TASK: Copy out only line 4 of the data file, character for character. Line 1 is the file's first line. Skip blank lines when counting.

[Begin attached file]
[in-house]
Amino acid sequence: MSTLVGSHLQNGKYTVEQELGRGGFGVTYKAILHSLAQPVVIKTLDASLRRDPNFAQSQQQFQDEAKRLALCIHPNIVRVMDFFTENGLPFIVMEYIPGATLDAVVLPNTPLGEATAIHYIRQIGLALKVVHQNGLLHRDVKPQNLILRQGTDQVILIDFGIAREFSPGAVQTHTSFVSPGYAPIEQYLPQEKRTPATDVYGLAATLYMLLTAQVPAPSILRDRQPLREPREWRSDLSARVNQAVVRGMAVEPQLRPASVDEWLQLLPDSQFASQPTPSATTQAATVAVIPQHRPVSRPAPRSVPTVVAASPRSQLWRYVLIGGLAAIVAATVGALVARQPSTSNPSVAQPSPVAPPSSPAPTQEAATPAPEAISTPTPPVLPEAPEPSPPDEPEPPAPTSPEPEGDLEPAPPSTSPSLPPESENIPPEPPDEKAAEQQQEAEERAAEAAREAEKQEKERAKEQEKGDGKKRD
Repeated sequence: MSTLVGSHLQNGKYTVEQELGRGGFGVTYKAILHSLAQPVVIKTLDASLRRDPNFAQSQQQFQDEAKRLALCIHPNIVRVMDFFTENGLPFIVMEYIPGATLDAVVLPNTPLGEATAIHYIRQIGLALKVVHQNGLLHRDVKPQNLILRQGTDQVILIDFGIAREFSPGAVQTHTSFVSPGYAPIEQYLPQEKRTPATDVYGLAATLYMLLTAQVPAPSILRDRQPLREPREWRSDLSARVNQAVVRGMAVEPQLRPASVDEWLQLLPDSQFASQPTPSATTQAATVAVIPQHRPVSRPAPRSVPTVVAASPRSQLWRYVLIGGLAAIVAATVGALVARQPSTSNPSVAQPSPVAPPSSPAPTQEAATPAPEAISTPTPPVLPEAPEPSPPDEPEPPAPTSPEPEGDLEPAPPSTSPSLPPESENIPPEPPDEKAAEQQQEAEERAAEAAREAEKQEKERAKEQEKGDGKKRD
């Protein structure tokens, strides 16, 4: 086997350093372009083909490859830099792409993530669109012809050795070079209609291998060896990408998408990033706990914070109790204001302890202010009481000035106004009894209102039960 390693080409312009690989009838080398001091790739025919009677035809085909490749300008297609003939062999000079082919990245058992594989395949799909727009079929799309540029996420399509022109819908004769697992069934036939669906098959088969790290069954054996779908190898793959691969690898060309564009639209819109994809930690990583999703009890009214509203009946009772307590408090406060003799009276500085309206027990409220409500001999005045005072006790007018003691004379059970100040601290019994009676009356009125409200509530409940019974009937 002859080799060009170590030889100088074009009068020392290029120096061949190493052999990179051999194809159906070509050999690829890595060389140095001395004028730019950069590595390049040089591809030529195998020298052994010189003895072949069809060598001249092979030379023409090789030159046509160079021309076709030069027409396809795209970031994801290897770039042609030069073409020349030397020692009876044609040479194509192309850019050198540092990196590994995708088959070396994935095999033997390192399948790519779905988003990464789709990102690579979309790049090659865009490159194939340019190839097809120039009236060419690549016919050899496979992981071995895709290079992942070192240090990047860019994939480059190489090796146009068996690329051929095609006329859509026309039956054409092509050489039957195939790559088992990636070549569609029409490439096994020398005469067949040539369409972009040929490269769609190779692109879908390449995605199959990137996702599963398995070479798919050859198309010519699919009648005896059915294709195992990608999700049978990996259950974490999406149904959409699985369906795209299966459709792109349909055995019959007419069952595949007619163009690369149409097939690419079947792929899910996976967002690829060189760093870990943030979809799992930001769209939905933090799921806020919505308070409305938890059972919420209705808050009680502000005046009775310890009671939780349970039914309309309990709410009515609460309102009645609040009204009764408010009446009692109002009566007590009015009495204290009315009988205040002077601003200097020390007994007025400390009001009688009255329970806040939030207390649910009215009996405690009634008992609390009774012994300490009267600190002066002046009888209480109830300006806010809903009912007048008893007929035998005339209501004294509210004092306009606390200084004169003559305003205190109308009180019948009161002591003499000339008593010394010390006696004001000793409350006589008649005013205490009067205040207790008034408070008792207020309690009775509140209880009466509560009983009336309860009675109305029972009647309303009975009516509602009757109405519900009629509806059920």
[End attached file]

């Protein structure tokens, strides 16, 4: 086997350093372009083909490859830099792409993530669109012809050795070079209609291998060896990408998408990033706990914070109790204001302890202010009481000035106004009894209102039960 390693080409312009690989009838080398001091790739025919009677035809085909490749300008297609003939062999000079082919990245058992594989395949799909727009079929799309540029996420399509022109819908004769697992069934036939669906098959088969790290069954054996779908190898793959691969690898060309564009639209819109994809930690990583999703009890009214509203009946009772307590408090406060003799009276500085309206027990409220409500001999005045005072006790007018003691004379059970100040601290019994009676009356009125409200509530409940019974009937 002859080799060009170590030889100088074009009068020392290029120096061949190493052999990179051999194809159906070509050999690829890595060389140095001395004028730019950069590595390049040089591809030529195998020298052994010189003895072949069809060598001249092979030379023409090789030159046509160079021309076709030069027409396809795209970031994801290897770039042609030069073409020349030397020692009876044609040479194509192309850019050198540092990196590994995708088959070396994935095999033997390192399948790519779905988003990464789709990102690579979309790049090659865009490159194939340019190839097809120039009236060419690549016919050899496979992981071995895709290079992942070192240090990047860019994939480059190489090796146009068996690329051929095609006329859509026309039956054409092509050489039957195939790559088992990636070549569609029409490439096994020398005469067949040539369409972009040929490269769609190779692109879908390449995605199959990137996702599963398995070479798919050859198309010519699919009648005896059915294709195992990608999700049978990996259950974490999406149904959409699985369906795209299966459709792109349909055995019959007419069952595949007619163009690369149409097939690419079947792929899910996976967002690829060189760093870990943030979809799992930001769209939905933090799921806020919505308070409305938890059972919420209705808050009680502000005046009775310890009671939780349970039914309309309990709410009515609460309102009645609040009204009764408010009446009692109002009566007590009015009495204290009315009988205040002077601003200097020390007994007025400390009001009688009255329970806040939030207390649910009215009996405690009634008992609390009774012994300490009267600190002066002046009888209480109830300006806010809903009912007048008893007929035998005339209501004294509210004092306009606390200084004169003559305003205190109308009180019948009161002591003499000339008593010394010390006696004001000793409350006589008649005013205490009067205040207790008034408070008792207020309690009775509140209880009466509560009983009336309860009675109305029972009647309303009975009516509602009757109405519900009629509806059920």